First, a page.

5) Short and/or single game playoffs. Want to know why March Madness is so popular? It's all about the Madness, really.Single-game excitement factories, as opposed to best-of-seven holy wars. So let's go back to regular seasons that mean something, with playoffs that have more of that NFL Playoff / NCAA college hoop experience of Any Given Day. Especially in the earlier rounds, where a low seed can catch lightning in a bottle and really fire up the public imagination.

4) Local ticket sales only. Maybe I'm trying to hold the ocean back with a broom on this one, but making life easier for Road Fan to invade and ruin home field advantage should not be easy. I realize this is completely naive, but a nation of people rooting for teams that aren't local... it's not good. Especially not in the long run.

3) No third men in. When a batter rushes the mound, everyone else who jumps in -- from either side -- gets tossed. And if you go, you go -- none of this "Hold Me Back!" nonsense. Within a few months, I guarantee you that we'd be done with 80% of the timewaste, in every sport.

2) Anti-monopoly action against the Lemur. Ask any hard-core NHL fan -- which is to say any NHL fan -- and they'll tell you that the Lemur ruined the game coverage. In comparison with TNT, their NBA coverage is second-rate. The MLB Sunday night work is the Joe Morgan train wreck, and every summer, they inspire multiple murders with the Home Run Derby. Oh, and the MNF telecasts have brought us Dennis Miller, Tony Kornheiser, and at least 40 points to my blood pressure, along with the blood in my eyes. Too many sports, too much coverage... too much capacity for abuse.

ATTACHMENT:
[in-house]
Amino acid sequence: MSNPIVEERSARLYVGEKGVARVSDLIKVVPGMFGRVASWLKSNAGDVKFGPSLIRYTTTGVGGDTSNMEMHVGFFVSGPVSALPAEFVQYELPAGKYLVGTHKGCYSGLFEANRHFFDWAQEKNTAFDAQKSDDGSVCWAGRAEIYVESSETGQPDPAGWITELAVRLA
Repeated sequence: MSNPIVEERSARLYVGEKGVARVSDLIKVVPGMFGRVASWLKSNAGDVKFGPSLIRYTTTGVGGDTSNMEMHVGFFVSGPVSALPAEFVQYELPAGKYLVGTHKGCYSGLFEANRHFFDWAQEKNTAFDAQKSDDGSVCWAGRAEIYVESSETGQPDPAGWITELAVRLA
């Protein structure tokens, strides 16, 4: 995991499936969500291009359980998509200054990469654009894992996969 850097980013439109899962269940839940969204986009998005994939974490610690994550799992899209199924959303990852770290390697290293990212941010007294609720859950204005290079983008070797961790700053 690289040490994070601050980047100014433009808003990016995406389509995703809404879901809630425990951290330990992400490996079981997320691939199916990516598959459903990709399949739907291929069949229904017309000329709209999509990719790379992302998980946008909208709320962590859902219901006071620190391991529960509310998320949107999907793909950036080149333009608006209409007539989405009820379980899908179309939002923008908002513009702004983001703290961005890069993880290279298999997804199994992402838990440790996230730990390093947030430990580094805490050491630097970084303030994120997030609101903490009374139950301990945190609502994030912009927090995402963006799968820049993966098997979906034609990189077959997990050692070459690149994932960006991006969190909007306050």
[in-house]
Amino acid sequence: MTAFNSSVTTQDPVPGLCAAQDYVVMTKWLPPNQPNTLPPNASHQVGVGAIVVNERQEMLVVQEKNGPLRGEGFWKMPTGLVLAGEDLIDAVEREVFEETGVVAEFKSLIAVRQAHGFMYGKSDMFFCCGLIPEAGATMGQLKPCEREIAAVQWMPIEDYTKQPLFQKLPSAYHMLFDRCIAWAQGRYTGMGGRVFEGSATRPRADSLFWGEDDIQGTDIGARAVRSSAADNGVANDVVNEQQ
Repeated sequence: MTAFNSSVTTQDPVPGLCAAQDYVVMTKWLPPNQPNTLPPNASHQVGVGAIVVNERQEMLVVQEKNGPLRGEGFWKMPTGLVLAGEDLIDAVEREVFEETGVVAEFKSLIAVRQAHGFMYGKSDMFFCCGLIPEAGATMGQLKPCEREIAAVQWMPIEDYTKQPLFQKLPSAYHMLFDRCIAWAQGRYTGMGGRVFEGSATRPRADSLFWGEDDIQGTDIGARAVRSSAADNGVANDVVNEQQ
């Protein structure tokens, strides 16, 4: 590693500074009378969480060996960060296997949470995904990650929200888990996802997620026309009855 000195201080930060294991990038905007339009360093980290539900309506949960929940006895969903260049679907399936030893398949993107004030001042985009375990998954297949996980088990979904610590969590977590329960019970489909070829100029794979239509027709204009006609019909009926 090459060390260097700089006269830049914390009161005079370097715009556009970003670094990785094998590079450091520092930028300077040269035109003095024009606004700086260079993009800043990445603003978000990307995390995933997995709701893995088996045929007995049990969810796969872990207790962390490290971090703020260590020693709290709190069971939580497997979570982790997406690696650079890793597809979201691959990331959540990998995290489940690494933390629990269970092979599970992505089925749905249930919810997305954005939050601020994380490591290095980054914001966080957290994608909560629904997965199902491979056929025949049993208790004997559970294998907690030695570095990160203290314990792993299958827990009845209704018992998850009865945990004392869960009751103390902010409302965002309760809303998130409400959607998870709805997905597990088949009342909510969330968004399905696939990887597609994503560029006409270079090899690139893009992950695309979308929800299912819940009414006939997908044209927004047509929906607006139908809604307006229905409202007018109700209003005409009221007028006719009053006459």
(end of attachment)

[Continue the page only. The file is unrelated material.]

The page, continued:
1) Financial closure. Do you know the compensation package of everyone of your coworkers? Probably wouldn't be the best thing for your day-to-day effort do do the job, right? Well, why do we think it's making our enjoyment of sports any better? Honestly, the games are more fun when you don't mix it with accounting.


Tracer Bullet said...

Nice list. I'd also outlaw stupid team nicknames like abstract concepts (the Liberty) and names that can't be pluralized (the Heat). That only works in two instances: Crimson Tide and Fighting Irish. Everybody else can fuck right off.

I'd also legalize bump-and-run coverage until the ball is in the air and the clothesline tackle.

Tim Woodall said...

I would also include using camera angles that were exciting and/or relevant.

How often during the playoffs do we get to see the QB's viewpoint, or the view from halcourt, that actually gives us a sense of just how good/big/fast/tall these athletes really are? And why is it only for 5 seconds and then lost to the ether.

Quit the nose-bleed POV, and give us something that we actually want to see. Impossible? Probably...

DMtShooter said...

Solid point, but things have changed on this in your lifetime. If nothing else, that overhead on wires camera in NFL games for kickoff coverage made me want a bigger television. And HD.